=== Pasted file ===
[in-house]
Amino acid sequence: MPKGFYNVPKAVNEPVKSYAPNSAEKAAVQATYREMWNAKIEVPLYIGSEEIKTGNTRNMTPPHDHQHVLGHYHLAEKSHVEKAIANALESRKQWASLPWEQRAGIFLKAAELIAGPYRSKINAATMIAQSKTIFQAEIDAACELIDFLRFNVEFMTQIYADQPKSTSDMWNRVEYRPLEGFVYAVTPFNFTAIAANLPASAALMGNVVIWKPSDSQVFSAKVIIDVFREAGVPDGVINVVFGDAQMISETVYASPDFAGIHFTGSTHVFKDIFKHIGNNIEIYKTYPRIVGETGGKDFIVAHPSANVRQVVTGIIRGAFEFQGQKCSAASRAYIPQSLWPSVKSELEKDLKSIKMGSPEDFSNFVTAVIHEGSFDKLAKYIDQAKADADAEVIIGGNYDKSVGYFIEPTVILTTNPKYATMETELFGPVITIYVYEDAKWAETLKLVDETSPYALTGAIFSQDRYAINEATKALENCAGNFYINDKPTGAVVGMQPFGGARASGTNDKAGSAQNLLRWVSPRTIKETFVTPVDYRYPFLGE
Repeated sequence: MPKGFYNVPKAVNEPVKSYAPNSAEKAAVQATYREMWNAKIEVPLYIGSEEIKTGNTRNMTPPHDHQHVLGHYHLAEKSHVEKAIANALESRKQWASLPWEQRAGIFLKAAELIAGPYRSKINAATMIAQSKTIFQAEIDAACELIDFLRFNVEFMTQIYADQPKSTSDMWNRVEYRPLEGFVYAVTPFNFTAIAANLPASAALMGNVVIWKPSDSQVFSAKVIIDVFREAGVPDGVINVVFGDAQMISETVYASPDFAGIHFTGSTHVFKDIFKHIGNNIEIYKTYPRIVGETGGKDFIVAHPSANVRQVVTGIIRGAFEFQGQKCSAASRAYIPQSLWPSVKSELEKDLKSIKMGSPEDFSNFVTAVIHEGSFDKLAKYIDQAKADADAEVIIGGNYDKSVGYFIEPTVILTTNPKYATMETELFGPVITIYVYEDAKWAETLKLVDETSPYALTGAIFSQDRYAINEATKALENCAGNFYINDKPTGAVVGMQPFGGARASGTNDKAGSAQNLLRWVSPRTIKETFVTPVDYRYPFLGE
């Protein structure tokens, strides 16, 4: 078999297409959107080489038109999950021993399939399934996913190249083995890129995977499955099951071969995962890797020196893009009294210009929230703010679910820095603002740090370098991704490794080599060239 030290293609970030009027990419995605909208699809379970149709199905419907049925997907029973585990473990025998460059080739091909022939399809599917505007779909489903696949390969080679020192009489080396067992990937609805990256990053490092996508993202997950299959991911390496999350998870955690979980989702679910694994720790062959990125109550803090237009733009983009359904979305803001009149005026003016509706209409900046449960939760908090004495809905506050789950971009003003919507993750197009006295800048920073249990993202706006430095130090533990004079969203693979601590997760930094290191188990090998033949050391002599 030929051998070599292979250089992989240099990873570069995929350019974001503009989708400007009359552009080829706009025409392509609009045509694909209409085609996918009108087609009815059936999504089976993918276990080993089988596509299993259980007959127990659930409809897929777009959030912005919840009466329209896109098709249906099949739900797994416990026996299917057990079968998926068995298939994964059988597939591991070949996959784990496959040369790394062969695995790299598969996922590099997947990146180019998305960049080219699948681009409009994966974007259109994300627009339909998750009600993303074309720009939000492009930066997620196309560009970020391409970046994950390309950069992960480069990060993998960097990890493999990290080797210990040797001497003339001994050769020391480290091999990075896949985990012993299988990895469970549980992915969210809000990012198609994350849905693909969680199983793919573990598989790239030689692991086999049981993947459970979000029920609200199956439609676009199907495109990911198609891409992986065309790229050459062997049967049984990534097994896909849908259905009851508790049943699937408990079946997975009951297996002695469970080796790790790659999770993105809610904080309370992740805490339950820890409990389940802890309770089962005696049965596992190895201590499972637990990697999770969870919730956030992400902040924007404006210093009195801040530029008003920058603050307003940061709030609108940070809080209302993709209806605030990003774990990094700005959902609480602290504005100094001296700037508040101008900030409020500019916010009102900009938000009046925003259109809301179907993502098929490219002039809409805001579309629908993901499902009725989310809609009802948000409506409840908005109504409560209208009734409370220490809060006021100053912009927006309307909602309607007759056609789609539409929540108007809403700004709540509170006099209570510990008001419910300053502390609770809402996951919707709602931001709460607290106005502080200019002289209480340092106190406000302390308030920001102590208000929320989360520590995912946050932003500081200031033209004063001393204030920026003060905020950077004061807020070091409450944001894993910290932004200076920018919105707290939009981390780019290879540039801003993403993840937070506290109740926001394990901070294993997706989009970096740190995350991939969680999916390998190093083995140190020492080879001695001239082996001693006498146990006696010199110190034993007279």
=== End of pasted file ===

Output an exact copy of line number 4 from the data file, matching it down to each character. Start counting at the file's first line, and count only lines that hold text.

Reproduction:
């Protein structure tokens, strides 16, 4: 078999297409959107080489038109999950021993399939399934996913190249083995890129995977499955099951071969995962890797020196893009009294210009929230703010679910820095603002740090370098991704490794080599060239 030290293609970030009027990419995605909208699809379970149709199905419907049925997907029973585990473990025998460059080739091909022939399809599917505007779909489903696949390969080679020192009489080396067992990937609805990256990053490092996508993202997950299959991911390496999350998870955690979980989702679910694994720790062959990125109550803090237009733009983009359904979305803001009149005026003016509706209409900046449960939760908090004495809905506050789950971009003003919507993750197009006295800048920073249990993202706006430095130090533990004079969203693979601590997760930094290191188990090998033949050391002599 030929051998070599292979250089992989240099990873570069995929350019974001503009989708400007009359552009080829706009025409392509609009045509694909209409085609996918009108087609009815059936999504089976993918276990080993089988596509299993259980007959127990659930409809897929777009959030912005919840009466329209896109098709249906099949739900797994416990026996299917057990079968998926068995298939994964059988597939591991070949996959784990496959040369790394062969695995790299598969996922590099997947990146180019998305960049080219699948681009409009994966974007259109994300627009339909998750009600993303074309720009939000492009930066997620196309560009970020391409970046994950390309950069992960480069990060993998960097990890493999990290080797210990040797001497003339001994050769020391480290091999990075896949985990012993299988990895469970549980992915969210809000990012198609994350849905693909969680199983793919573990598989790239030689692991086999049981993947459970979000029920609200199956439609676009199907495109990911198609891409992986065309790229050459062997049967049984990534097994896909849908259905009851508790049943699937408990079946997975009951297996002695469970080796790790790659999770993105809610904080309370992740805490339950820890409990389940802890309770089962005696049965596992190895201590499972637990990697999770969870919730956030992400902040924007404006210093009195801040530029008003920058603050307003940061709030609108940070809080209302993709209806605030990003774990990094700005959902609480602290504005100094001296700037508040101008900030409020500019916010009102900009938000009046925003259109809301179907993502098929490219002039809409805001579309629908993901499902009725989310809609009802948000409506409840908005109504409560209208009734409370220490809060006021100053912009927006309307909602309607007759056609789609539409929540108007809403700004709540509170006099209570510990008001419910300053502390609770809402996951919707709602931001709460607290106005502080200019002289209480340092106190406000302390308030920001102590208000929320989360520590995912946050932003500081200031033209004063001393204030920026003060905020950077004061807020070091409450944001894993910290932004200076920018919105707290939009981390780019290879540039801003993403993840937070506290109740926001394990901070294993997706989009970096740190995350991939969680999916390998190093083995140190020492080879001695001239082996001693006498146990006696010199110190034993007279």